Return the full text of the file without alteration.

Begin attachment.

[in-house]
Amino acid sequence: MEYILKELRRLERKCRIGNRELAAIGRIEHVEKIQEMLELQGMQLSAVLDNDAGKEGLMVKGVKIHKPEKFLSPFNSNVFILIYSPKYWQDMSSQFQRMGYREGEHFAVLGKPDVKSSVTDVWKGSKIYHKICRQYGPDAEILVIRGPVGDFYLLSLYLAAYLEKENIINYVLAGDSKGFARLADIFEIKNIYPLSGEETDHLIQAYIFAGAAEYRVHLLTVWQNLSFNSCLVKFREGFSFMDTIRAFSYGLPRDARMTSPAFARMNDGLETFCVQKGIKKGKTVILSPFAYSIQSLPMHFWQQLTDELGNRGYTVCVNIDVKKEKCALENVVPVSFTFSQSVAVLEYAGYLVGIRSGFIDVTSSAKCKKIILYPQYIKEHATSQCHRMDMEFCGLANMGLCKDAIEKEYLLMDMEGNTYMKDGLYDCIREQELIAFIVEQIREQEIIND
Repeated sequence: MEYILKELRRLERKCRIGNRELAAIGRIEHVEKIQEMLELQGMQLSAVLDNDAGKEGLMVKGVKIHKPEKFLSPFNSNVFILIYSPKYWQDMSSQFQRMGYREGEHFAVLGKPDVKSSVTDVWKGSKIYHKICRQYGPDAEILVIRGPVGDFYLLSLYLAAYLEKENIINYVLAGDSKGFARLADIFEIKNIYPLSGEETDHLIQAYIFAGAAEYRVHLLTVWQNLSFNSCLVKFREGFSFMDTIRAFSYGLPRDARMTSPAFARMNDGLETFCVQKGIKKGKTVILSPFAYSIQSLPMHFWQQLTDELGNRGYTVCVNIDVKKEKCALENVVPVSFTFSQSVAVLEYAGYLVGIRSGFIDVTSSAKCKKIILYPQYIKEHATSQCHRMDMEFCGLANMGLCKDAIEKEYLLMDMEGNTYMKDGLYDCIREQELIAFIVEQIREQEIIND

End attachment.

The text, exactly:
[in-house]
Amino acid sequence: MEYILKELRRLERKCRIGNRELAAIGRIEHVEKIQEMLELQGMQLSAVLDNDAGKEGLMVKGVKIHKPEKFLSPFNSNVFILIYSPKYWQDMSSQFQRMGYREGEHFAVLGKPDVKSSVTDVWKGSKIYHKICRQYGPDAEILVIRGPVGDFYLLSLYLAAYLEKENIINYVLAGDSKGFARLADIFEIKNIYPLSGEETDHLIQAYIFAGAAEYRVHLLTVWQNLSFNSCLVKFREGFSFMDTIRAFSYGLPRDARMTSPAFARMNDGLETFCVQKGIKKGKTVILSPFAYSIQSLPMHFWQQLTDELGNRGYTVCVNIDVKKEKCALENVVPVSFTFSQSVAVLEYAGYLVGIRSGFIDVTSSAKCKKIILYPQYIKEHATSQCHRMDMEFCGLANMGLCKDAIEKEYLLMDMEGNTYMKDGLYDCIREQELIAFIVEQIREQEIIND
Repeated sequence: MEYILKELRRLERKCRIGNRELAAIGRIEHVEKIQEMLELQGMQLSAVLDNDAGKEGLMVKGVKIHKPEKFLSPFNSNVFILIYSPKYWQDMSSQFQRMGYREGEHFAVLGKPDVKSSVTDVWKGSKIYHKICRQYGPDAEILVIRGPVGDFYLLSLYLAAYLEKENIINYVLAGDSKGFARLADIFEIKNIYPLSGEETDHLIQAYIFAGAAEYRVHLLTVWQNLSFNSCLVKFREGFSFMDTIRAFSYGLPRDARMTSPAFARMNDGLETFCVQKGIKKGKTVILSPFAYSIQSLPMHFWQQLTDELGNRGYTVCVNIDVKKEKCALENVVPVSFTFSQSVAVLEYAGYLVGIRSGFIDVTSSAKCKKIILYPQYIKEHATSQCHRMDMEFCGLANMGLCKDAIEKEYLLMDMEGNTYMKDGLYDCIREQELIAFIVEQIREQEIIND